The utility of and risks associated with the use of spontaneous volunteers in disaster response: A survey

Lauren M. Sauer, Christina Catlett, Robert Tosatto, Thomas D. Kirsch

Research output: Contribution to journalArticle

Abstract

Objective The use of spontaneous volunteers (SV) is common after a disaster, but their limited training and experience can create a danger for the SVs and nongovernmental voluntary organizations (NVOs). We assessed the experience of NVOs with SVs during disasters, how they were integrated into the agency's infrastructure, their perceived value to previous responses, and liability issues associated with their use. Methods Of the 51 National Voluntary Organizations Active in Disasters organizations that were contacted for surveys, 24 (47%) agreed to participate. Results Of the 24 participating organizations, 19 (72%) had encountered SVs during a response, most (79%) used them regularly, and 68% believed that SVs were usually useful. SVs were always credentialed by 2 organizations, and sometimes by 6 (31%). One organization always performed background checks; 53% provided just-in-time training for SVs; 26% conducted evaluations of SV performance; and 21% provided health or workers compensation benefits. Two organizations reported an SV death; 42% reported injuries; 32% accepted legal liability for the actions of SVs; and 16% were sued because of actions by SVs. Conclusions The use of SVs is widespread, but NVOs are not necessarily structured to incorporate them effectively. More structured efforts to integrate SVs are critical to safe and effective disaster response.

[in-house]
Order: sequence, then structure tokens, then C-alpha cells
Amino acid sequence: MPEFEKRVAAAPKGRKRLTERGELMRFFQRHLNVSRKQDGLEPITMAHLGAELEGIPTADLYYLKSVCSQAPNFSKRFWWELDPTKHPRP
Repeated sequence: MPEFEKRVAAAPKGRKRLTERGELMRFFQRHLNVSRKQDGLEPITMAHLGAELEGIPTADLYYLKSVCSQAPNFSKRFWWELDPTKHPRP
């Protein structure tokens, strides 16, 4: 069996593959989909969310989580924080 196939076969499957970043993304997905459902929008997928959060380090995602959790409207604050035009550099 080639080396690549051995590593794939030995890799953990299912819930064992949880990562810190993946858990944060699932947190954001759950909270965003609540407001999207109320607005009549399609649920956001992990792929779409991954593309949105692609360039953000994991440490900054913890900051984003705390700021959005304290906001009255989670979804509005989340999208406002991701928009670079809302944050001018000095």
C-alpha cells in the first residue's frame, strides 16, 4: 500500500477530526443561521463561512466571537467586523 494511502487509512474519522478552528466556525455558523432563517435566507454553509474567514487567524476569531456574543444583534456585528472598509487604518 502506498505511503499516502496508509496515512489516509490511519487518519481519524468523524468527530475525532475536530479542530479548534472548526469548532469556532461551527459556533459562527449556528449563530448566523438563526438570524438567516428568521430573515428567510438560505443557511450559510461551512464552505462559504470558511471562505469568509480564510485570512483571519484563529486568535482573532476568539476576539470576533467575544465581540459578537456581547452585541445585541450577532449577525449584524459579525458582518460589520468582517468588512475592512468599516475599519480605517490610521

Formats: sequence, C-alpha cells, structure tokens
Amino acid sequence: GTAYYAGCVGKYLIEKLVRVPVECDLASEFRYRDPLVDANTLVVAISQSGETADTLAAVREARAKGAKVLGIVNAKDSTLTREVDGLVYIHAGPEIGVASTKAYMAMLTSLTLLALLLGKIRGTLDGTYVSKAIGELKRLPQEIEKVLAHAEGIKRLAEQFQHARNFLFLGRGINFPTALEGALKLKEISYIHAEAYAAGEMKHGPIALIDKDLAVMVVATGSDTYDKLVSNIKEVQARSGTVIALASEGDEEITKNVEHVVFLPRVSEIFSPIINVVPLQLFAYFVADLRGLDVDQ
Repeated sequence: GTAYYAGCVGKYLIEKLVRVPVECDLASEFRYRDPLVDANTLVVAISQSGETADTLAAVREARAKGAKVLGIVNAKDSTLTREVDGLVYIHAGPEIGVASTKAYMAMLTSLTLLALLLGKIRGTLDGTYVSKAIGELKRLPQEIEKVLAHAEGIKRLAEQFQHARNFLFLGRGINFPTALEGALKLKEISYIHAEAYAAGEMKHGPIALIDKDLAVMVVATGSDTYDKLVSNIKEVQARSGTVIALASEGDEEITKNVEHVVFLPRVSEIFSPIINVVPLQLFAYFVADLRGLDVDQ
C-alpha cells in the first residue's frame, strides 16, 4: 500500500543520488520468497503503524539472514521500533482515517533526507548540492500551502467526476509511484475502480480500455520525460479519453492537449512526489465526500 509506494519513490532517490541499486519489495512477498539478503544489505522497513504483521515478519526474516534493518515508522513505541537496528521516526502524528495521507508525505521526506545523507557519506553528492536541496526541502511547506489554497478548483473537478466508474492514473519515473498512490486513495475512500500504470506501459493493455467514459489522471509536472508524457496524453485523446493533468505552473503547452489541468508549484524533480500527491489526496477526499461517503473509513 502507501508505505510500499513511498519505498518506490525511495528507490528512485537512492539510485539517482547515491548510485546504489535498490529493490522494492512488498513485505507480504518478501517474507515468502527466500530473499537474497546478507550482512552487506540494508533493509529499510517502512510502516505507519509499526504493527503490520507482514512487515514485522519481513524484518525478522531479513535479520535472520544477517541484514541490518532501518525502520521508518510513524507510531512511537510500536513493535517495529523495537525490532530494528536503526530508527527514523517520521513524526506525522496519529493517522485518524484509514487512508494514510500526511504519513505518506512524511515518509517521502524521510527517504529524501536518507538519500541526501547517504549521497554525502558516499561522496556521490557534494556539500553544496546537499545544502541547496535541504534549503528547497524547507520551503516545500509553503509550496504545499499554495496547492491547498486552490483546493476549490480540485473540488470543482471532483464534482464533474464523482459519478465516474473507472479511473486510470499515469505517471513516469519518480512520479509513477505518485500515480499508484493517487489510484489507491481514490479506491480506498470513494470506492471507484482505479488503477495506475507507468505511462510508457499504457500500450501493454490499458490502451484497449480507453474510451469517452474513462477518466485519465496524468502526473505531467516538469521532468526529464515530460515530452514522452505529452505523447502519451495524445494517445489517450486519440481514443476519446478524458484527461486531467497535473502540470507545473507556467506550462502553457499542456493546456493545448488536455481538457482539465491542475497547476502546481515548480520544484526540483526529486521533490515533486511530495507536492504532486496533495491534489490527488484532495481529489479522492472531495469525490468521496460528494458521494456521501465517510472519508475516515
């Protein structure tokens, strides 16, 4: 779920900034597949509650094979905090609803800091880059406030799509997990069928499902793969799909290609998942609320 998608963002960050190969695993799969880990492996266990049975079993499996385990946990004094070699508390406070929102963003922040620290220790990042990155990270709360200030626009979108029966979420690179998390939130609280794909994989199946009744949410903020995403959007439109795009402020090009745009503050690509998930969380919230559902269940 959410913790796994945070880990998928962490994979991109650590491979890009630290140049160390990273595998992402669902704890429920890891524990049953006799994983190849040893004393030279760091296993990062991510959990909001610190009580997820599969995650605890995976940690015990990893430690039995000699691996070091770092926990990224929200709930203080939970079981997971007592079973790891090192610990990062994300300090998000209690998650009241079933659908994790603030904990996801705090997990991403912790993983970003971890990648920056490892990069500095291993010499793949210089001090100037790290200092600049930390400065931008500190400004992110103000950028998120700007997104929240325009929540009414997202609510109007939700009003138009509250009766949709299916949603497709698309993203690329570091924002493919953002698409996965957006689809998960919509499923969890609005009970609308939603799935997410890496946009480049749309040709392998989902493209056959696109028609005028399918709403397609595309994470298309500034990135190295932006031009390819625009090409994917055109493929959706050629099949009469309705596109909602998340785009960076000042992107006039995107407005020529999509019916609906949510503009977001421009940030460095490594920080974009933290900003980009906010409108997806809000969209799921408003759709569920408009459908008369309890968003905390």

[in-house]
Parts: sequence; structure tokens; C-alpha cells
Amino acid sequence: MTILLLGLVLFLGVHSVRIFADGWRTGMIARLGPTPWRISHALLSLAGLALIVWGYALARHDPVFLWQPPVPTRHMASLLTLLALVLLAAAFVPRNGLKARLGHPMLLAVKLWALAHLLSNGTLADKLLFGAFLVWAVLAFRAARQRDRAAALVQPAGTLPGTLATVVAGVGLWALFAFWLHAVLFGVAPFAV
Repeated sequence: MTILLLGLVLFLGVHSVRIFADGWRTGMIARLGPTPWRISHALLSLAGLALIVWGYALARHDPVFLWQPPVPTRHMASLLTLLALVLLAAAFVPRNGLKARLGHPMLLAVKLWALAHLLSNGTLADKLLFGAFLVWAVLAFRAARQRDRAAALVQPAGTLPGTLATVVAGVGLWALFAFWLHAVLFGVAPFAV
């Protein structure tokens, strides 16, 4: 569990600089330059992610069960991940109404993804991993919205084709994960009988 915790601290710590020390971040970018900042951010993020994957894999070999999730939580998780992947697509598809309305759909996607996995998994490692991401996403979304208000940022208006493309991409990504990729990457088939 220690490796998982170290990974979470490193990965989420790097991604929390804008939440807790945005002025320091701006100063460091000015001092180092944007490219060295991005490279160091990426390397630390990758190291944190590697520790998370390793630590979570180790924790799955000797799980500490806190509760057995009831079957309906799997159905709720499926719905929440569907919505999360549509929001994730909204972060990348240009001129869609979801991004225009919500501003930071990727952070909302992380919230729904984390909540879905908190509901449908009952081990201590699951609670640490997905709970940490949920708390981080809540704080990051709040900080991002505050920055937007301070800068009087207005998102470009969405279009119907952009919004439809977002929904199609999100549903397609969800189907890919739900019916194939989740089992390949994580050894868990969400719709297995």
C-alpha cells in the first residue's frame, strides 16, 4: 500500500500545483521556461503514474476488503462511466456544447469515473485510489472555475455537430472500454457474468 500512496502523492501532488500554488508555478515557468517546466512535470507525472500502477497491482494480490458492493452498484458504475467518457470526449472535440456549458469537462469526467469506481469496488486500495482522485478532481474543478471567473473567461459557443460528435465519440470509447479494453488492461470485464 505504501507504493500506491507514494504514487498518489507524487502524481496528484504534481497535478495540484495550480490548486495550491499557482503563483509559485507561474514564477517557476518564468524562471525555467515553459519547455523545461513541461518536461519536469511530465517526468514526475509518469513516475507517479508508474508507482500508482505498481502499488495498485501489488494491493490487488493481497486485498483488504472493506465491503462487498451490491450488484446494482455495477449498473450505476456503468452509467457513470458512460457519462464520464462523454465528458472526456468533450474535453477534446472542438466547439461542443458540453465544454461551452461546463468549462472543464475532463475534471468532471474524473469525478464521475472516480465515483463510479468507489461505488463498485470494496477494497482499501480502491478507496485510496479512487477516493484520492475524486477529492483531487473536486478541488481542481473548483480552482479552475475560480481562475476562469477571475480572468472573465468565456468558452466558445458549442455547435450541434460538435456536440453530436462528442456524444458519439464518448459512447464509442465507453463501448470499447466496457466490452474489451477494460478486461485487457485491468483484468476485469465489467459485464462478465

Original languageEnglish (US)
Pages (from-to)65-69
Number of pages5
JournalDisaster medicine and public health preparedness
Volume8
Issue number1
DOIs
StatePublished - Feb 2014

Keywords

  • disaster response
  • nongovernmental organizations
  • spontaneous volunteers

ASJC Scopus subject areas

  • Public Health, Environmental and Occupational Health

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